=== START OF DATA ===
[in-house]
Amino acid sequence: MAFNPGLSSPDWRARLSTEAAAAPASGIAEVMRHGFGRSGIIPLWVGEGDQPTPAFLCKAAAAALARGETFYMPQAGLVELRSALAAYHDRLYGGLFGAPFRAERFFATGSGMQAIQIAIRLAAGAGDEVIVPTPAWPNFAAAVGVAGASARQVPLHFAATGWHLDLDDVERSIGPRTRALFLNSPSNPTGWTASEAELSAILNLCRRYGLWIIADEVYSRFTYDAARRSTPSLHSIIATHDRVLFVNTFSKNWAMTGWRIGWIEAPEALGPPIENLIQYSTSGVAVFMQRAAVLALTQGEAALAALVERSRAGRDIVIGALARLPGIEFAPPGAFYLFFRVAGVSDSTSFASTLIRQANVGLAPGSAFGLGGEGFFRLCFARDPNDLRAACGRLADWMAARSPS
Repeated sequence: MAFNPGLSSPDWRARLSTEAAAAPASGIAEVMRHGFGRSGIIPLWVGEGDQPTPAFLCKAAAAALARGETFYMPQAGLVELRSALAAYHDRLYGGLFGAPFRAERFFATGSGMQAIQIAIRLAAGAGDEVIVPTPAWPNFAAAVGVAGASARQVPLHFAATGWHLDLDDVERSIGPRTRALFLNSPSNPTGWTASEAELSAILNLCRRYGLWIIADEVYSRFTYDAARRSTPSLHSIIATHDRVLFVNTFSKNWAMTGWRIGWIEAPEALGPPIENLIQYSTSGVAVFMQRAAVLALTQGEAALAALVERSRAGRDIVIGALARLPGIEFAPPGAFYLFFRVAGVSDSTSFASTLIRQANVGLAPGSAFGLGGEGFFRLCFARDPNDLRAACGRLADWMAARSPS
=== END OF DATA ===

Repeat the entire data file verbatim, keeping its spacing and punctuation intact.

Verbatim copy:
[in-house]
Amino acid sequence: MAFNPGLSSPDWRARLSTEAAAAPASGIAEVMRHGFGRSGIIPLWVGEGDQPTPAFLCKAAAAALARGETFYMPQAGLVELRSALAAYHDRLYGGLFGAPFRAERFFATGSGMQAIQIAIRLAAGAGDEVIVPTPAWPNFAAAVGVAGASARQVPLHFAATGWHLDLDDVERSIGPRTRALFLNSPSNPTGWTASEAELSAILNLCRRYGLWIIADEVYSRFTYDAARRSTPSLHSIIATHDRVLFVNTFSKNWAMTGWRIGWIEAPEALGPPIENLIQYSTSGVAVFMQRAAVLALTQGEAALAALVERSRAGRDIVIGALARLPGIEFAPPGAFYLFFRVAGVSDSTSFASTLIRQANVGLAPGSAFGLGGEGFFRLCFARDPNDLRAACGRLADWMAARSPS
Repeated sequence: MAFNPGLSSPDWRARLSTEAAAAPASGIAEVMRHGFGRSGIIPLWVGEGDQPTPAFLCKAAAAALARGETFYMPQAGLVELRSALAAYHDRLYGGLFGAPFRAERFFATGSGMQAIQIAIRLAAGAGDEVIVPTPAWPNFAAAVGVAGASARQVPLHFAATGWHLDLDDVERSIGPRTRALFLNSPSNPTGWTASEAELSAILNLCRRYGLWIIADEVYSRFTYDAARRSTPSLHSIIATHDRVLFVNTFSKNWAMTGWRIGWIEAPEALGPPIENLIQYSTSGVAVFMQRAAVLALTQGEAALAALVERSRAGRDIVIGALARLPGIEFAPPGAFYLFFRVAGVSDSTSFASTLIRQANVGLAPGSAFGLGGEGFFRLCFARDPNDLRAACGRLADWMAARSPS